Editor’s note: This is the second in a series on ex-B.C. premiers: Where are they now?
Bill Bennett was Part 2 of the Bennett Social Credit dynasty that governed British Columbia for a total of 30 years.
His father, W.A.C. Bennett, became premier in 1952 and won seven elections, holding power until 1972. He ditched the monetary reform ideas of the Alberta party of the same name and turned B.C. Social Credit into a political vehicle guided by conservatism and populism. He became known by both friend and foe as “Wacky” Bennett. Keeping the CCF/NDP out of power was an overriding goal.
The first Bennett’s ambitious programs of infrastructure projects and road-building laid the groundwork for the modern province of B.C. For Bennett, province-building trumped ideology. For example, the ferries in B.C. were owned and operated by a private American company when he took power. He bought the boats and established B.C. Ferries.
W.A.C. was finally defeated by the NDP in 1972 and his son Bill soon became Social Credit leader, winning power in 1975. Bennett wasn’t a man of the people like his father had been, but he quickly developed a reputation for right-wing politics and competent government.
Some think of his rule as a golden era of solid government, especially given some of the scandal-plagued administrations that have ruled B.C. since. His achievements included bringing Expo 86 to Vancouver, developing Whistler and building the Coquihalla Hwy.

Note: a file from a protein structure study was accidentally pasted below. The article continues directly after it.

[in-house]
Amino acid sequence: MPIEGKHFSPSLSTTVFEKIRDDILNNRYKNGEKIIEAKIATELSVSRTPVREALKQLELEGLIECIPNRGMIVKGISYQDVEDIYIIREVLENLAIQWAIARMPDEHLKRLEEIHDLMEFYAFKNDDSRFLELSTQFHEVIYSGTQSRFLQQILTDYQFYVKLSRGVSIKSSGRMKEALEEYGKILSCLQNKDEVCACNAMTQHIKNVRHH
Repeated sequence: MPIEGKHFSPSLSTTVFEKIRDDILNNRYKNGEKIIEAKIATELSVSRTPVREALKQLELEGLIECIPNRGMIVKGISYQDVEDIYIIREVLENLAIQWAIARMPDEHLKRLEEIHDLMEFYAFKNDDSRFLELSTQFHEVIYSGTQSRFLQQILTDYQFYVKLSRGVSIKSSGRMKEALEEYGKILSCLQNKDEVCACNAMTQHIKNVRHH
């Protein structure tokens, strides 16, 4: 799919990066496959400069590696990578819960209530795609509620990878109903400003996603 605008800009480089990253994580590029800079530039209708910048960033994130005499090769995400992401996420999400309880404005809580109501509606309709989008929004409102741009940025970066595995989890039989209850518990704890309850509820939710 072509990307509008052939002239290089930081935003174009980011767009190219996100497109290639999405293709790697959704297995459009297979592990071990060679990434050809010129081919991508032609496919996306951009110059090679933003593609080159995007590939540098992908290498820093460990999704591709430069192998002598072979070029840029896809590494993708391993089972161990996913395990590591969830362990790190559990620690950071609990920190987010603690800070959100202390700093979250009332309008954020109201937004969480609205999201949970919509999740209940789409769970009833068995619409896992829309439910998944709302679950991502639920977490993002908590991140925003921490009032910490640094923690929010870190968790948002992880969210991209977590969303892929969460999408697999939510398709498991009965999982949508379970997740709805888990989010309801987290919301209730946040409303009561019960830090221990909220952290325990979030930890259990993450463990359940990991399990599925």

But his legacy, too, is marked by B.C.’s political polarization.
His restraint program slashed social services and toughened labour laws, pitting Bennett against the teachers and much of the public sector. He stepped down in 1986 and was replaced by Bill Vander Zalm.
Bennett is now 76 and lives in Kelowna, where he keeps a low profile and clearly doesn’t miss the cut and thrust of political life. Two years ago, he was awarded the Order of B.C. He told a Kelowna reporter before travelling to the provincial capital to receive the honour that he hadn’t been back to Victoria since he left office more than 20 years ago.
Last year, a new bridge across Okanagan Lake was christened the William R. Bennett Bridge.
At the opening ceremonies, Bennett and current Premier Gordon Campbell snipped the ribbon using the same pair of scissors that W.A.C. had used in 1958 to open the first bridge.
And he hasn’t completely turned his back on politics — rumour has it he’s advising the current premier, who with his May 12 election win has duplicated the three straight election victories won by Bill Bennett.
Bennett also landed in the public eye in 1996, when he was convicted of insider trading and handed a 10-year stock trading ban.
Friend Herb Doman, a lumber baron, alerted Bennett and his brother Russell that a takeover of his company had fallen through and the Bennetts unloaded all their shares, worth $5.9 million.
Minutes later, trading halted. When it resumed, the share price plunged.
James Kwantes is a former Advocate editor. He can be reached at email@example.com